On July 25, 2018, the Ontario Court of Appeal upheld Christie Ann Culotta’s (“Culotta”) convictions on two counts of operating a vessel causing bodily harm while having a blood-alcohol content over the legal limit. This was a split decision, with a two-judge majority and Justice Gladys Pardu dissenting.
It has been reported that Culotta intends to take her case to the Supreme Court of Canada to determine the legality of taking extra blood samples from a suspected impaired boater in a hospital for use by the police.
On August 1, 2013 at approximately 2am, Culotta was driving a boat back to her family cottage from a party at a yacht club on Muskoka Lake. It was raining heavily and visibility was poor. There were four other young women on board.
Culotta was driving the boat at a “relatively high speed, fast enough that the hull planed above the water”. She then crashed into a rocky island, leaving a white V-shaped mark on the rocks above the waterline.
Three of the passengers were ejected from the boat, one landing on the island and two in the water. All three passenger were injured, fortunately there were no fatalities.
Culotta was not seriously injured and spoke with the investigating officer after the boaters were rescued. Ambulances rushed the two seriously injured victims to the hospital, while Culotta and two others with minor injuries were treated by ambulance.
An Ontario Provincial Police officer smelled alcohol in the ambulance and asked Culotta if she had been drinking. She admitted that she had a vodka and tonic and one or two additional drinks at dinner. The officer observed Culotta’s watery eyes and a slight slurring in her speech, but he was unsure whether this was from intoxication, crying, rain, or facial injuries.
Culotta was arrested a little more than an hour after the accident, but the officer did not immediately caution her about her right to silence in order to avoid interference with her medical care. She was cautioned half an hour later at the hospital. The officer tried to contact Culotta’s father in order for her to retain a lawyer, but to no avail.
In hospital, doctors took blood tests for medical purposes, including to test her blood alcohol. At trial, it became apparent that the officer told the lab technician that he wanted to seal some of the blood for investigative purposes. The technician drew more blood than was medically required, without Culotta’s consent. Two of the six vials of blood were sealed by the OPP officer and placed on a shelf in the laboratory refrigerator that was marked “for police use”. The blood was tested for alcohol content after a warrant was granted.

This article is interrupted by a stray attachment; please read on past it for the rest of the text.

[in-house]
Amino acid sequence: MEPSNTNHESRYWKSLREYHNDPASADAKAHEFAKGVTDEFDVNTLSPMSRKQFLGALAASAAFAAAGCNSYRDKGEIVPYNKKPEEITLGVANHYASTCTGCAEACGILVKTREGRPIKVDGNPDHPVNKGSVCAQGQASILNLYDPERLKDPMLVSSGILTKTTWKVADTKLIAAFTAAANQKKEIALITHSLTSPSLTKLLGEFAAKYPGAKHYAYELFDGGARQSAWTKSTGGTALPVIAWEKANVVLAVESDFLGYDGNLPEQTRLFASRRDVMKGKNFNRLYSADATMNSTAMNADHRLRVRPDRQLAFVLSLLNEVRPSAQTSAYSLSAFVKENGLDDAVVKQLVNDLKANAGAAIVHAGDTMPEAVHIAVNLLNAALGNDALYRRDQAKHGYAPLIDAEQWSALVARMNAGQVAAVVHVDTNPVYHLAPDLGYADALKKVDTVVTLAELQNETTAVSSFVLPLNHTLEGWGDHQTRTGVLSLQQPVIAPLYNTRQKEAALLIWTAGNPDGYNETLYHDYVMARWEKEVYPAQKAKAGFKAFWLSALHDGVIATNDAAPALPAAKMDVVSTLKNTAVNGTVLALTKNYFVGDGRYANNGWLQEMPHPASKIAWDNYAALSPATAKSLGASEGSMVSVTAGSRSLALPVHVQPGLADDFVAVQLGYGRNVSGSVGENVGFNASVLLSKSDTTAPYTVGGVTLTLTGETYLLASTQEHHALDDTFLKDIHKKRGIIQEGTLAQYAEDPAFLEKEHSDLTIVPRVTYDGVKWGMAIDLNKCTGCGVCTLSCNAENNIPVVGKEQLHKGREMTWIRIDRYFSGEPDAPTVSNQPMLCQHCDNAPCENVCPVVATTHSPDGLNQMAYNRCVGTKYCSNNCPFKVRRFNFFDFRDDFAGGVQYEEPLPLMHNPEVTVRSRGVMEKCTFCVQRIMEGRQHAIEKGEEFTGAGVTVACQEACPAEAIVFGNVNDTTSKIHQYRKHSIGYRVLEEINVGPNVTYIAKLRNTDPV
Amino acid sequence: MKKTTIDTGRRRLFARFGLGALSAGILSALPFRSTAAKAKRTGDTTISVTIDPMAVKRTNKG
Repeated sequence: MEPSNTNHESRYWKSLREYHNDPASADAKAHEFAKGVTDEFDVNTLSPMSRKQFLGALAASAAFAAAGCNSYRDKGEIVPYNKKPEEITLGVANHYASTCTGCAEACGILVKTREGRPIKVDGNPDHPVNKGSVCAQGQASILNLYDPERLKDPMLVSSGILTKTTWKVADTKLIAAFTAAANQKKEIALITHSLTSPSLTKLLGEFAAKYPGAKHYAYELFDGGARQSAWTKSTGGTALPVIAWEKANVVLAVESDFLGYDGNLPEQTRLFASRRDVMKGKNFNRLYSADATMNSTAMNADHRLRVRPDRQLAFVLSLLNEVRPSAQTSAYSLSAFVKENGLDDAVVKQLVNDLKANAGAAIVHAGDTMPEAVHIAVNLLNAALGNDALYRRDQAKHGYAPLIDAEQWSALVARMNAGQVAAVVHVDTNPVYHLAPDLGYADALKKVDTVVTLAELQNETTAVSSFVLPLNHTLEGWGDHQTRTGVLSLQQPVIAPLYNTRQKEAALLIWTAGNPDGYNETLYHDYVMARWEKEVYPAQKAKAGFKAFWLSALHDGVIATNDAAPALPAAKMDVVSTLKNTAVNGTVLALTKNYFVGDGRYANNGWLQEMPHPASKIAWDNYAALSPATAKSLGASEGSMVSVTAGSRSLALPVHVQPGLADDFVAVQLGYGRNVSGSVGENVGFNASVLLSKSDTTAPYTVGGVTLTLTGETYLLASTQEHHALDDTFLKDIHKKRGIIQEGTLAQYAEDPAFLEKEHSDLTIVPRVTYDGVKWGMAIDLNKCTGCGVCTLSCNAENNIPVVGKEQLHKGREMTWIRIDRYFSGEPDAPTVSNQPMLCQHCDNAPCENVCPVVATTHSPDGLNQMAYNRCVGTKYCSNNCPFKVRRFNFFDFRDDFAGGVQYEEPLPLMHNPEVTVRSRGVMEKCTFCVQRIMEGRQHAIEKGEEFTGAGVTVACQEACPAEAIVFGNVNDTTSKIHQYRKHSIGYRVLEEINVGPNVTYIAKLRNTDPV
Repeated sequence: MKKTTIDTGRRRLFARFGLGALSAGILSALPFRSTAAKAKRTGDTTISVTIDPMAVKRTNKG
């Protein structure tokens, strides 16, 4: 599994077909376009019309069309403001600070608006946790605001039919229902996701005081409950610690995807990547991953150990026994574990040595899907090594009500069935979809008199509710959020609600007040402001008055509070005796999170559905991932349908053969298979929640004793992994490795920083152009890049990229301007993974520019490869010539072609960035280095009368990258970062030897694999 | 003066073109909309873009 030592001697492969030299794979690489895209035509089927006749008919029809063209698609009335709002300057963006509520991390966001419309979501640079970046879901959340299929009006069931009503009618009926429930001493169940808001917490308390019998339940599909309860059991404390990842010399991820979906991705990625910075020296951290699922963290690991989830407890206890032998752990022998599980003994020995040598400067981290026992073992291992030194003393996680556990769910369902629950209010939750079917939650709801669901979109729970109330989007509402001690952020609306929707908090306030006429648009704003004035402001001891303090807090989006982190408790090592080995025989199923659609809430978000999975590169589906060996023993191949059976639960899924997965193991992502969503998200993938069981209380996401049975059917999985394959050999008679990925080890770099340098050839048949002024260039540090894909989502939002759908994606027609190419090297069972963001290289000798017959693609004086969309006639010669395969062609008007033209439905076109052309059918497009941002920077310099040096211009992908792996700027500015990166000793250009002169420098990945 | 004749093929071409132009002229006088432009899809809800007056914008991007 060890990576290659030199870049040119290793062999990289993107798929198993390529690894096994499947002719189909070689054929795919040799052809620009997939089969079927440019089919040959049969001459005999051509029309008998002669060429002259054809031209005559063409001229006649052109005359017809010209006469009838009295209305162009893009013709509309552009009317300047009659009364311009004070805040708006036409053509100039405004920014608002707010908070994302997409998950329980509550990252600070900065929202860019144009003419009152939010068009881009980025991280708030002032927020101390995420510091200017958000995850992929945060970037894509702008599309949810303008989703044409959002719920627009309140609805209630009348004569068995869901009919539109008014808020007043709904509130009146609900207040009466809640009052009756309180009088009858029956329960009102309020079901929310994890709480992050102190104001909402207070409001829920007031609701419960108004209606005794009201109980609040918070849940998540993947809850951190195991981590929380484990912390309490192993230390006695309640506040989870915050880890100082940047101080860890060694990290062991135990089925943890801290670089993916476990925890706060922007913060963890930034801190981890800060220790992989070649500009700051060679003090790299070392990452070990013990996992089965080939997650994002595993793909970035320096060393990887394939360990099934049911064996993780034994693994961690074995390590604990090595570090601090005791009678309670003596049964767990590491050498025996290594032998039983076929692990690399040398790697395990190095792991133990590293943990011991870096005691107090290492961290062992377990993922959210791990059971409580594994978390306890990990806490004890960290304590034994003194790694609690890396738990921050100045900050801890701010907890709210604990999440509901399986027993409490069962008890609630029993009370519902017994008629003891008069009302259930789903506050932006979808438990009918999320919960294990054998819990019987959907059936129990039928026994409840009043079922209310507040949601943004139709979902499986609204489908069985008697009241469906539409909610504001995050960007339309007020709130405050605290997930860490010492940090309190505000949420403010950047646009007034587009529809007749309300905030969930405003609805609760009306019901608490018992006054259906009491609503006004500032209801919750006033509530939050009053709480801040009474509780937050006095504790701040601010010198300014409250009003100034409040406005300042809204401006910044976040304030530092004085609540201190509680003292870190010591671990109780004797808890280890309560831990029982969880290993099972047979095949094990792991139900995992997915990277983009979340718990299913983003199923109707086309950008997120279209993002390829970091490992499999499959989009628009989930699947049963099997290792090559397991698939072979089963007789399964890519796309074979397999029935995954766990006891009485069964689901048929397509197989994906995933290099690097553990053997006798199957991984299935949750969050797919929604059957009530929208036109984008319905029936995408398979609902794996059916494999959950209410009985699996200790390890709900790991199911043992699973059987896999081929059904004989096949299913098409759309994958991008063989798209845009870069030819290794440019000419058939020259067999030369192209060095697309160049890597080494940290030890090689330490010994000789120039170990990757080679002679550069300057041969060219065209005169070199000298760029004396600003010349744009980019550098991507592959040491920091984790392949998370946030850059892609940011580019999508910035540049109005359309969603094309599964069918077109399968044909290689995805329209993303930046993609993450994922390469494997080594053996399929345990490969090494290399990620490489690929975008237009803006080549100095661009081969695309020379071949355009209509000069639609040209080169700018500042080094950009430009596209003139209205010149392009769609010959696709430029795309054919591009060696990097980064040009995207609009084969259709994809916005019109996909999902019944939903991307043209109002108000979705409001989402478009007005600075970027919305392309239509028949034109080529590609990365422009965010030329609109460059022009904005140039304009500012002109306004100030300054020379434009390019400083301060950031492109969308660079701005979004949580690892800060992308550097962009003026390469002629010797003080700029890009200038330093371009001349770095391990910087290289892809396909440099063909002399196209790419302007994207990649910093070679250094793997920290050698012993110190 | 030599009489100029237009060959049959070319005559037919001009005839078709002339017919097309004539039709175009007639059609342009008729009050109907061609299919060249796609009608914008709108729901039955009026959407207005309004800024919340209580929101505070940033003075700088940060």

Blood tests revealed 107 mg of alcohol in 100 mL of blood, which is over the legal limit of 80.
The trial judge excluded the blood sample evidence, but admitted Culotta’s hospital records, which showed a blood alcohol level over the legal limit. The trial judge also found that Culotta’s statements to the police were found to be voluntary.
Culotta was convicted in a judge alone trial.
ONTARIO COURT OF APPEAL
At the Court of Appeal, Culotta contested the trial judge’s rulings with respect to the admissibility of evidence that she maintains were obtained in violation of her rights under the Canadian Charter of Rights and Freedoms (“Charter”).
The two judge majority agreed with the trial judge in finding that Culotta’s statements to the police were voluntary and that her hospital records were properly obtained with a search warrant. Justice V.B. Nordheimer, writing on behalf of the majority, wrote:
Whether the lab technician did or did not take other blood samples for the police, some blood would have been taken from the appellant, and it would have been tested for blood-alcohol concentration regardless. Consequently, the Charter infringement regarding the two vials of blood is independent of the other blood samples taken. The exclusion of one does not undermine the admissibility and evidentiary value of the other.
JUSTICE PARDU’S DISSENTING OPINION
Justice Pardu, in her dissenting opinion at the Court of Appeal, was of the opinion that the Charter breaches were serious grounds to quash the convictions and order a new trial.
Justice Pardu found that Culotta’s hospital records, which included an analysis of her blood, should be excluded. She was especially concerned that the hospital had a tray in its refrigerator specifically reserved for police blood samples and a special form for when blood is taken at the request of police.
Justice Pardu, in her dissenting opinion, wrote:
Co-opting extra blood samples was a serious breach by police. There are statutory regimes prescribed for the taking of breath or blood samples where impaired driving offences are suspected. These regimes must be well known to police. For police to sidestep these procedures by inserting themselves into an accused person’s medical care is a grave misstep.
Calutta’s lawyers have disclosed their intention to appeal this decision to the Supreme Court of Canada. Given that the Court of Appeal was a split decision, Calutta can automatically appeal the decision without seeking leave from the Court.
We will continue to follow any developments in this case as it proceeds to the Supreme Court of Canada in this blog. In the meantime, if you have been charged with an impaired driving offence or have any questions regarding your legal rights, please contact the experienced criminal lawyers at Barrison Law online or at 905-404-1947. We take all steps necessary to protect your best interests. We maintain a 24-hour emergency service line and offer free confidential consultation to all prospective clients.